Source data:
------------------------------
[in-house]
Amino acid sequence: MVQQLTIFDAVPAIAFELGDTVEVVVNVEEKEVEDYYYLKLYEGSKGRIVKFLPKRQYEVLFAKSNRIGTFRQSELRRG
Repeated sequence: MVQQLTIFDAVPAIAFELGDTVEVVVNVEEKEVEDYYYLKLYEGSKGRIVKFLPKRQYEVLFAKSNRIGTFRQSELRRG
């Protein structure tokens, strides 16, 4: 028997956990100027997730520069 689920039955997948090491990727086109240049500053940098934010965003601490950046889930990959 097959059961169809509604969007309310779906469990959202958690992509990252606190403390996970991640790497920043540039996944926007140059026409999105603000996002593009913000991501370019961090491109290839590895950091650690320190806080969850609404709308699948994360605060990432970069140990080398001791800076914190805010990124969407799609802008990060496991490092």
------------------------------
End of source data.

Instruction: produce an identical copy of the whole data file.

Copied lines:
[in-house]
Amino acid sequence: MVQQLTIFDAVPAIAFELGDTVEVVVNVEEKEVEDYYYLKLYEGSKGRIVKFLPKRQYEVLFAKSNRIGTFRQSELRRG
Repeated sequence: MVQQLTIFDAVPAIAFELGDTVEVVVNVEEKEVEDYYYLKLYEGSKGRIVKFLPKRQYEVLFAKSNRIGTFRQSELRRG
């Protein structure tokens, strides 16, 4: 028997956990100027997730520069 689920039955997948090491990727086109240049500053940098934010965003601490950046889930990959 097959059961169809509604969007309310779906469990959202958690992509990252606190403390996970991640790497920043540039996944926007140059026409999105603000996002593009913000991501370019961090491109290839590895950091650690320190806080969850609404709308699948994360605060990432970069140990080398001791800076914190805010990124969407799609802008990060496991490092």